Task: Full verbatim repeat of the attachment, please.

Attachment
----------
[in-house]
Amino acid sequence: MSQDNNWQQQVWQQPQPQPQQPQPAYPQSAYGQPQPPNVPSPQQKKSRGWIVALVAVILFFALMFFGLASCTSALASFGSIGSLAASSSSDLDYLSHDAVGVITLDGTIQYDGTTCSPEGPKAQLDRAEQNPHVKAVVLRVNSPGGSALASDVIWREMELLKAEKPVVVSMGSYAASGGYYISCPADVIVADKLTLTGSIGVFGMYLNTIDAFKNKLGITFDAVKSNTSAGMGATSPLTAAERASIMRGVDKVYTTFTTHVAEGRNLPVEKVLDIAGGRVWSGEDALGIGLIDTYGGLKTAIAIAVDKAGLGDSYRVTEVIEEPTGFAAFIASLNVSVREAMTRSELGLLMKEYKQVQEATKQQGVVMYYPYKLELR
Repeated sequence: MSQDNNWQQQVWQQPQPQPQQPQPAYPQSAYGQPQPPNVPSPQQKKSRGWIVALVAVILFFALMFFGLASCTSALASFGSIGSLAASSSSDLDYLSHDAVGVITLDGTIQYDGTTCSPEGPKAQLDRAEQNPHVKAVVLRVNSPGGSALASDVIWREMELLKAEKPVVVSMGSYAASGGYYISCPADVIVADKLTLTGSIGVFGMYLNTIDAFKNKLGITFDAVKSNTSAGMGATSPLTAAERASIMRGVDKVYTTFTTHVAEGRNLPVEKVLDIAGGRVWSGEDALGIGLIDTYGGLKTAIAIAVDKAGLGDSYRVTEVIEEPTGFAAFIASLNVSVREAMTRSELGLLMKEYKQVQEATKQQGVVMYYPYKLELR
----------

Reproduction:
[in-house]
Amino acid sequence: MSQDNNWQQQVWQQPQPQPQQPQPAYPQSAYGQPQPPNVPSPQQKKSRGWIVALVAVILFFALMFFGLASCTSALASFGSIGSLAASSSSDLDYLSHDAVGVITLDGTIQYDGTTCSPEGPKAQLDRAEQNPHVKAVVLRVNSPGGSALASDVIWREMELLKAEKPVVVSMGSYAASGGYYISCPADVIVADKLTLTGSIGVFGMYLNTIDAFKNKLGITFDAVKSNTSAGMGATSPLTAAERASIMRGVDKVYTTFTTHVAEGRNLPVEKVLDIAGGRVWSGEDALGIGLIDTYGGLKTAIAIAVDKAGLGDSYRVTEVIEEPTGFAAFIASLNVSVREAMTRSELGLLMKEYKQVQEATKQQGVVMYYPYKLELR
Repeated sequence: MSQDNNWQQQVWQQPQPQPQQPQPAYPQSAYGQPQPPNVPSPQQKKSRGWIVALVAVILFFALMFFGLASCTSALASFGSIGSLAASSSSDLDYLSHDAVGVITLDGTIQYDGTTCSPEGPKAQLDRAEQNPHVKAVVLRVNSPGGSALASDVIWREMELLKAEKPVVVSMGSYAASGGYYISCPADVIVADKLTLTGSIGVFGMYLNTIDAFKNKLGITFDAVKSNTSAGMGATSPLTAAERASIMRGVDKVYTTFTTHVAEGRNLPVEKVLDIAGGRVWSGEDALGIGLIDTYGGLKTAIAIAVDKAGLGDSYRVTEVIEEPTGFAAFIASLNVSVREAMTRSELGLLMKEYKQVQEATKQQGVVMYYPYKLELR